It was standing room only yesterday when the Massachusetts Legislature’s Joint Committee on Education heard testimony on An Act Relative to Third Grade Reading Proficiency (S.188/H.1853) and other bills. Some two dozen people testified in favor of the reading proficiency legislation. They included Alan Ingram, superintendent of the Springfield Public Schools: Dr. Gregory Hagan, president of the Massachusetts Chapter of the American Academy of Pediatrics; Jill Flanders, principal of Plains Elementary School in South Hadley and the 2010 outstanding principal of the Massachusetts Elementary School Principals Association; Jim Rooney, vice president of the Massachusetts High Technology Council; Susan Leger-Ferraro, CEO of Little Sprouts Child Enrichment Centers; and Nancy Topping-Tailby, executive director of the Massachusetts Head Start Association.
The bill would establish the Massachusetts Early Reading Council comprised of a broad range of experts who would advise state education departments on strategies to improve children’s language and literacy development from birth to age 9. The council would focus on professional development, curriculum, assessment and family engagement – areas identified in the 2010 report “Turning the Page: Refocusing Massachusetts for Reading Success” that Strategies for Children (SFC) commissioned from Nonie Lesaux, a nationally recognized expert in literacy at the Harvard Graduate School of Education. The council would develop benchmarks for the state to measure progress, facilitate interagency collaboration and encourage the sharing of best practices. It would be co-chaired by the state’s secretary of education and an outside expert in children’s language and literacy development.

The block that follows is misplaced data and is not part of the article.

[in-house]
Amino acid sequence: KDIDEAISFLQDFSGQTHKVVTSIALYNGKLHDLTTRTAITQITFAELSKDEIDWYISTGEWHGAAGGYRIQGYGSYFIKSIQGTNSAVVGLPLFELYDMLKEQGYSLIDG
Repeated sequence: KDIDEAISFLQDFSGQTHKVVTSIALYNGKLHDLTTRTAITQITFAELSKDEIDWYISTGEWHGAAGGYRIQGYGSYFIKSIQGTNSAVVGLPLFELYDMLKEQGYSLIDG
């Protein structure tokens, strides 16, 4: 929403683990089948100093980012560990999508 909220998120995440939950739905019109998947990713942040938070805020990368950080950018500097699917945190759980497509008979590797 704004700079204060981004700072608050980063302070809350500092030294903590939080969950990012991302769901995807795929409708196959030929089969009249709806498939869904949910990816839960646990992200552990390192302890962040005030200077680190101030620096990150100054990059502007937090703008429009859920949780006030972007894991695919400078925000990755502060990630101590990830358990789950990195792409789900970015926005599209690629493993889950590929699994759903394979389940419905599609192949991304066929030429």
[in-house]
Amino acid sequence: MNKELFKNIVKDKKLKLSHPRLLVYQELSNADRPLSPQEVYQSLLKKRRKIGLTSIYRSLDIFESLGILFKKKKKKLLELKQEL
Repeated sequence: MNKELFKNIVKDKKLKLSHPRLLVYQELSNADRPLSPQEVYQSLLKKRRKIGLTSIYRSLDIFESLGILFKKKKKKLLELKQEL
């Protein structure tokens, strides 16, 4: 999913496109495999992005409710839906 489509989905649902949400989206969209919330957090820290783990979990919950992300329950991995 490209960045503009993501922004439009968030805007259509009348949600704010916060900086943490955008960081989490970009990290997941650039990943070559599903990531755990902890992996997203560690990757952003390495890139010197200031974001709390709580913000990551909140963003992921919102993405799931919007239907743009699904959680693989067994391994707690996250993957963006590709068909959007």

““Dr. Lesaux’s report lays the groundwork for the bill before you today,” testified Representative Martha Walz (D-Boston), who introduced the bill along with Senator Katherine Clark (D-Melrose). “The Early Reading Council is not meant to be a temporary commission that completes a report and is done. This is intended to be a body of experts” that keeps the state focused on the issue.
At issue are the 37% of Massachusetts third graders who read below grade level, according to the latest MCAS (Massachusetts Comprehensive Assessment System) results. Among children from low-income families, 57% lag in reading, as do 26% of children from families that are not low-income, making early literacy an issue that resonates across the state. Performance on the third grade reading MCAS has remained stagnant over the past decade, and Massachusetts posts a wide and persistent achievement gap.
“The council would build on the work undertaken by the current administration and Legislature and broaden the expertise around the table,” Amy O’Leary, director of SFC’s Early Education for All Campaign, testified. “It would ensure that this critical issue remains an educational priority that endures beyond the tenure of today’s elected officials and policymakers.”
Lesaux emphasized that the bill focuses on all children, not only children who read below grade level. High-performing American children, she noted, read less well than top performers in other countries. “It is all our children,” she said, “who are vulnerable to reading levels not sufficient for our knowledge-based economy.”
Other legislators who testified on behalf of the bill included Representatives Patricia Haddad (D-Somerset), Alice Wolf (D-Cambridge) and Paul Brodeur (D-Melrose). “Forty-one percent of kids in Somerset are not reading proficiently,” Haddad said. “A lot of us in the suburbs thought we were doing a great job. If we don’t have benchmarks we’re going to continue doing things the way we’ve done it.” The council, noted Wolf, “has very prescribed steps to move us forward.”